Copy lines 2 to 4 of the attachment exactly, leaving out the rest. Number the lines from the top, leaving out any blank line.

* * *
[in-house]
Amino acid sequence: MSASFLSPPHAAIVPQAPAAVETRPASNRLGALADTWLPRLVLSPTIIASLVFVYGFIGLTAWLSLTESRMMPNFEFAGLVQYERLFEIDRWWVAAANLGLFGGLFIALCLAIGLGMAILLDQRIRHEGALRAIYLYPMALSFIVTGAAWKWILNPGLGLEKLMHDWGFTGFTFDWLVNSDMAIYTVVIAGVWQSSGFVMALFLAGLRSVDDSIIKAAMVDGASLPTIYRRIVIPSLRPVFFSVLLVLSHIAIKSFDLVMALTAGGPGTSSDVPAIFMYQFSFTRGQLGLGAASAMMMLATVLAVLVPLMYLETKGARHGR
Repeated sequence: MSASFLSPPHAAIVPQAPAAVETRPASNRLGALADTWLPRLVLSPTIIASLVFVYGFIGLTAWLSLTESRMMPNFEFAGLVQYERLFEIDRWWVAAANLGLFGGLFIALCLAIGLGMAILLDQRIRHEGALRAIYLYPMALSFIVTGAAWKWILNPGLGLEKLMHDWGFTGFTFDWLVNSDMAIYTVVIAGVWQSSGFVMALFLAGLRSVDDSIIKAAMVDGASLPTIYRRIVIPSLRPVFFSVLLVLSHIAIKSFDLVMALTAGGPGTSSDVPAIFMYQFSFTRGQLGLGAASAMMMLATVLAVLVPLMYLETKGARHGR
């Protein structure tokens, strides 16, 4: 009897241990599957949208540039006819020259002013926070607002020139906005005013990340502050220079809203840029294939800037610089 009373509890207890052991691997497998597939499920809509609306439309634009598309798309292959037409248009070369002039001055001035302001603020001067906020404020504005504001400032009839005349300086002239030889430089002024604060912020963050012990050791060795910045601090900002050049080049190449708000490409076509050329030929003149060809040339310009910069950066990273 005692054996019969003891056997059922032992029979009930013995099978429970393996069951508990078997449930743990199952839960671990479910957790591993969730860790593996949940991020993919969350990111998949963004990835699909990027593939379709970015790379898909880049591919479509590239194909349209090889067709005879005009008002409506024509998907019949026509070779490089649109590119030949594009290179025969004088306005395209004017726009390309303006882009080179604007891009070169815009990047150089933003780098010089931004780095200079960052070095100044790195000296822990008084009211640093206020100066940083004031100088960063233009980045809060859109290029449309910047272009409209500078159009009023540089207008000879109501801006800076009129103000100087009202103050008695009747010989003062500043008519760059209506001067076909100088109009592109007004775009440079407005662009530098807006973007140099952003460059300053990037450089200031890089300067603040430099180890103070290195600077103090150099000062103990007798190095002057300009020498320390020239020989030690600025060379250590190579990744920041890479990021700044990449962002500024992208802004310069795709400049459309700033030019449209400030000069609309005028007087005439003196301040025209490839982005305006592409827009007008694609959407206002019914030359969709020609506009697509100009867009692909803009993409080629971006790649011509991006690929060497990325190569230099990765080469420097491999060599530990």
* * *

Amino acid sequence: MSASFLSPPHAAIVPQAPAAVETRPASNRLGALADTWLPRLVLSPTIIASLVFVYGFIGLTAWLSLTESRMMPNFEFAGLVQYERLFEIDRWWVAAANLGLFGGLFIALCLAIGLGMAILLDQRIRHEGALRAIYLYPMALSFIVTGAAWKWILNPGLGLEKLMHDWGFTGFTFDWLVNSDMAIYTVVIAGVWQSSGFVMALFLAGLRSVDDSIIKAAMVDGASLPTIYRRIVIPSLRPVFFSVLLVLSHIAIKSFDLVMALTAGGPGTSSDVPAIFMYQFSFTRGQLGLGAASAMMMLATVLAVLVPLMYLETKGARHGR
Repeated sequence: MSASFLSPPHAAIVPQAPAAVETRPASNRLGALADTWLPRLVLSPTIIASLVFVYGFIGLTAWLSLTESRMMPNFEFAGLVQYERLFEIDRWWVAAANLGLFGGLFIALCLAIGLGMAILLDQRIRHEGALRAIYLYPMALSFIVTGAAWKWILNPGLGLEKLMHDWGFTGFTFDWLVNSDMAIYTVVIAGVWQSSGFVMALFLAGLRSVDDSIIKAAMVDGASLPTIYRRIVIPSLRPVFFSVLLVLSHIAIKSFDLVMALTAGGPGTSSDVPAIFMYQFSFTRGQLGLGAASAMMMLATVLAVLVPLMYLETKGARHGR
């Protein structure tokens, strides 16, 4: 009897241990599957949208540039006819020259002013926070607002020139906005005013990340502050220079809203840029294939800037610089 009373509890207890052991691997497998597939499920809509609306439309634009598309798309292959037409248009070369002039001055001035302001603020001067906020404020504005504001400032009839005349300086002239030889430089002024604060912020963050012990050791060795910045601090900002050049080049190449708000490409076509050329030929003149060809040339310009910069950066990273 005692054996019969003891056997059922032992029979009930013995099978429970393996069951508990078997449930743990199952839960671990479910957790591993969730860790593996949940991020993919969350990111998949963004990835699909990027593939379709970015790379898909880049591919479509590239194909349209090889067709005879005009008002409506024509998907019949026509070779490089649109590119030949594009290179025969004088306005395209004017726009390309303006882009080179604007891009070169815009990047150089933003780098010089931004780095200079960052070095100044790195000296822990008084009211640093206020100066940083004031100088960063233009980045809060859109290029449309910047272009409209500078159009009023540089207008000879109501801006800076009129103000100087009202103050008695009747010989003062500043008519760059209506001067076909100088109009592109007004775009440079407005662009530098807006973007140099952003460059300053990037450089200031890089300067603040430099180890103070290195600077103090150099000062103990007798190095002057300009020498320390020239020989030690600025060379250590190579990744920041890479990021700044990449962002500024992208802004310069795709400049459309700033030019449209400030000069609309005028007087005439003196301040025209490839982005305006592409827009007008694609959407206002019914030359969709020609506009697509100009867009692909803009993409080629971006790649011509991006690929060497990325190569230099990765080469420097491999060599530990």